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The vertebral arteries are branches of the subclavian arteries.
The two vertebral arteries and the basilar artery are sometimes together called the vertebrobasilar system, which supplies blood to the posterior part of circle of Willis and anastomoses with blood supplied to the anterior part of the circle of Willis from the carotid arteries.
Additional recommended knowledge
They arise, one on each side of the body, then enter deep to the transverse process of the level of the 6th cervical vertebrae (C6).
It then proceeds superiorly, under the transverse process of each cervical vertebra until C1.
This path is largely parallel to, but distinct from, the route of the carotid artery ascending through the neck.
At the C1 level the vertebral arteries travel across the posterior arch of the atlas before entering the foramen magnum.
Inside the skull, the two vertebral arteries join up to form the basilar artery at the base of the medulla oblongata.
The basilar artery is the main blood supply to the brainstem and connects to the Circle of Willis to potentially supply the rest of the brain if there is compromise to one of the carotids.
At each cervical level, the vertebral artery sends branches to the surrounding musculature via anterior spinal arteries.
Division into four parts
The vertebral artery may be divided into four parts:
The first part runs upward and backward between the Longus colli and the Scalenus anterior.
In front of it are the internal jugular and vertebral veins, and it is crossed by the inferior thyroid artery; the left vertebral is crossed by the thoracic duct also.
Behind it are the transverse process of the seventh cervical vertebra, the sympathetic trunk and its inferior cervical ganglion.
The second part runs upward through the foramina in the transverse processes of the upper six cervical vertebræ, and is surrounded by branches from the inferior cervical sympathetic ganglion and by a plexus of veins which unite to form the vertebral vein at the lower part of the neck.
It is situated in front of the trunks of the cervical nerves, and pursues an almost vertical course as far as the transverse process of the atlas, above which it runs upward and lateralward to the foramen in the transverse process of the atlas.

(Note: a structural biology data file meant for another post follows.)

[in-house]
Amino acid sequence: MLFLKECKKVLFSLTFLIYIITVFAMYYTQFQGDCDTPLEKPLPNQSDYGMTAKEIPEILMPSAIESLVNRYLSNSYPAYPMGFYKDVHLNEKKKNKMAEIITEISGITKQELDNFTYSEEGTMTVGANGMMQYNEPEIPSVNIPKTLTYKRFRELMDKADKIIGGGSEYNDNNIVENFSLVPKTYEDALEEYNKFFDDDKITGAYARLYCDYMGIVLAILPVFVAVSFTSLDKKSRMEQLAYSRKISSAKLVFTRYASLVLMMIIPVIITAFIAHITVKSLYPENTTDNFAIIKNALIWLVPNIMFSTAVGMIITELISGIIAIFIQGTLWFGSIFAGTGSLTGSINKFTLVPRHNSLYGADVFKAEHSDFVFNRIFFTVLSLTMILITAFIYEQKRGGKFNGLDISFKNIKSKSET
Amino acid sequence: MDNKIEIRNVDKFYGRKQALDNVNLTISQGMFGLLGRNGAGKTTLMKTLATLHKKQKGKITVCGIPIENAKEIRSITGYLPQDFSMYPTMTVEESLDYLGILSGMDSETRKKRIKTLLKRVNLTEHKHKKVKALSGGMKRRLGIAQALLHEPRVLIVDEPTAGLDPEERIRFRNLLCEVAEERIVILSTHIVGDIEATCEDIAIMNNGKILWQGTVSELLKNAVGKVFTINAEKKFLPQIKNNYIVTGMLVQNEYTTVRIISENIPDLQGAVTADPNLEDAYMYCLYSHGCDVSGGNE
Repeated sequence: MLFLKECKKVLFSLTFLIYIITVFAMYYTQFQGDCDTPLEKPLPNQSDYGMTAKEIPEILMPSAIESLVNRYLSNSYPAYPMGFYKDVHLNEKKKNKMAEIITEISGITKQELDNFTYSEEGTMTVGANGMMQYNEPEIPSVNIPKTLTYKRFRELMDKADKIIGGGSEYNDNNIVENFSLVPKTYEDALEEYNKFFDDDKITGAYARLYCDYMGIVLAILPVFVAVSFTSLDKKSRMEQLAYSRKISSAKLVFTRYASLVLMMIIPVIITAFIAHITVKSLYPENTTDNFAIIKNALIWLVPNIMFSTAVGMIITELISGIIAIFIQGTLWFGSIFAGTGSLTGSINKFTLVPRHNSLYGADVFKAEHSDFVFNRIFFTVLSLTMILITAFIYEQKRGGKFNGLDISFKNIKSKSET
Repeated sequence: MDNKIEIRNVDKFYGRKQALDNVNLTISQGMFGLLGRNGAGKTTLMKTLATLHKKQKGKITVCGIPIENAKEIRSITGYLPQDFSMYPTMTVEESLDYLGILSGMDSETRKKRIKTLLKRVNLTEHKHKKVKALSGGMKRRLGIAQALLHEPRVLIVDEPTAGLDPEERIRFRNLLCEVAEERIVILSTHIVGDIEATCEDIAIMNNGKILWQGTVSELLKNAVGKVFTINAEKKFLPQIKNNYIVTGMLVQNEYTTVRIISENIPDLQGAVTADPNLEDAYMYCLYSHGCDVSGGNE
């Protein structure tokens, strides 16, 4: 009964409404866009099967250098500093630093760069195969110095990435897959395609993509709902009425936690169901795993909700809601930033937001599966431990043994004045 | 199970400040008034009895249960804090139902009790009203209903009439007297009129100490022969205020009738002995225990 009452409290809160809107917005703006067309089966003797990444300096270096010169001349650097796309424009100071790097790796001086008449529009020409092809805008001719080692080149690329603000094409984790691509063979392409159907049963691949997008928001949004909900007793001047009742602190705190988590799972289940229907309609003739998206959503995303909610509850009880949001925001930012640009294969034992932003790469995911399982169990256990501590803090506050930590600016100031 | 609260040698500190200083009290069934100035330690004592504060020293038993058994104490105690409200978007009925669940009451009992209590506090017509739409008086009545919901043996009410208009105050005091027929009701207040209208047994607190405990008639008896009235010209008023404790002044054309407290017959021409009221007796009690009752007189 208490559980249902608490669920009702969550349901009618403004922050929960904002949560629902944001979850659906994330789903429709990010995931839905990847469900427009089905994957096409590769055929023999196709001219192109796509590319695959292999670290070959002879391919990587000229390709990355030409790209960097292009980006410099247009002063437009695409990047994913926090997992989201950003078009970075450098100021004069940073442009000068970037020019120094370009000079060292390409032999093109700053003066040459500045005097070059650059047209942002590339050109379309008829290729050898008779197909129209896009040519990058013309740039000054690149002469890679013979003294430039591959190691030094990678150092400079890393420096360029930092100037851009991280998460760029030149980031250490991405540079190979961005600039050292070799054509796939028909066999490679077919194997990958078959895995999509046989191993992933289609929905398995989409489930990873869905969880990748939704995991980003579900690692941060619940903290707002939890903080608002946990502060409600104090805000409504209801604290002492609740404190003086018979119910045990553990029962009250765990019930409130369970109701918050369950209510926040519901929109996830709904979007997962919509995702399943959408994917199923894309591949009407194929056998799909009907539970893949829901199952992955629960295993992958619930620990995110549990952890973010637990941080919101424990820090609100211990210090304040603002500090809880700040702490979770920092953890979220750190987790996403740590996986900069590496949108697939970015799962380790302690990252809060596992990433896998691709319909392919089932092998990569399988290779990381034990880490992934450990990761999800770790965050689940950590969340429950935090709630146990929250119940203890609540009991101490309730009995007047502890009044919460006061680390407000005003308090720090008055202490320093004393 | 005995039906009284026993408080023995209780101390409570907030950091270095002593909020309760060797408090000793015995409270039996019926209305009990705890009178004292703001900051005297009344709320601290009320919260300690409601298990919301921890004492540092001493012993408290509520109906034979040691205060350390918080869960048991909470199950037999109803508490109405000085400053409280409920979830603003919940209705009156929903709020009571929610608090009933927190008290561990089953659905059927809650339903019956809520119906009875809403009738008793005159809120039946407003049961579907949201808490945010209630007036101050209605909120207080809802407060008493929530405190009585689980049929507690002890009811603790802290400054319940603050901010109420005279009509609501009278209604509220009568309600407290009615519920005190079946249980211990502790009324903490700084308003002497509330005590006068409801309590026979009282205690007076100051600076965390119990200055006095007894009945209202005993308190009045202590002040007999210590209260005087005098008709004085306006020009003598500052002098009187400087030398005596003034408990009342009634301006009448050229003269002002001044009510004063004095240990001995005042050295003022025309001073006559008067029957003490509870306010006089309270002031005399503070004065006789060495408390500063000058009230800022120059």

The third part issues from the latter foramen on the medial side of the Rectus capitis lateralis, and curves backward behind the superior articular process of the atlas, the anterior ramus of the first cervical nerve being on its medial side; it then lies in the groove on the upper surface of the posterior arch of the atlas, and enters the vertebral canal by passing beneath the posterior atlantoöccipital membrane.
This part of the artery is covered by the Semispinalis capitis and is contained in the suboccipital triangle—a triangular space bounded by the Rectus capitis posterior major, the Obliquus superior, and the Obliquus inferior.
The first cervical or suboccipital nerve lies between the artery and the posterior arch of the atlas.
The fourth part pierces the dura mater and inclines medialward to the front of the medulla oblongata; it is placed between the hypoglossal nerve and the anterior root of the first cervical nerve and beneath the first digitation of the ligamentum denticulatum.
At the lower border of the pons it unites with the vessel of the opposite side to form the basilar artery.
The left vertebral artery is usually larger and carries more blood.
Categories: Arteries | Head and neck
|This article is licensed under the GNU Free Documentation License. It uses material from the Wikipedia article "Vertebral_artery". A list of authors is available in Wikipedia.|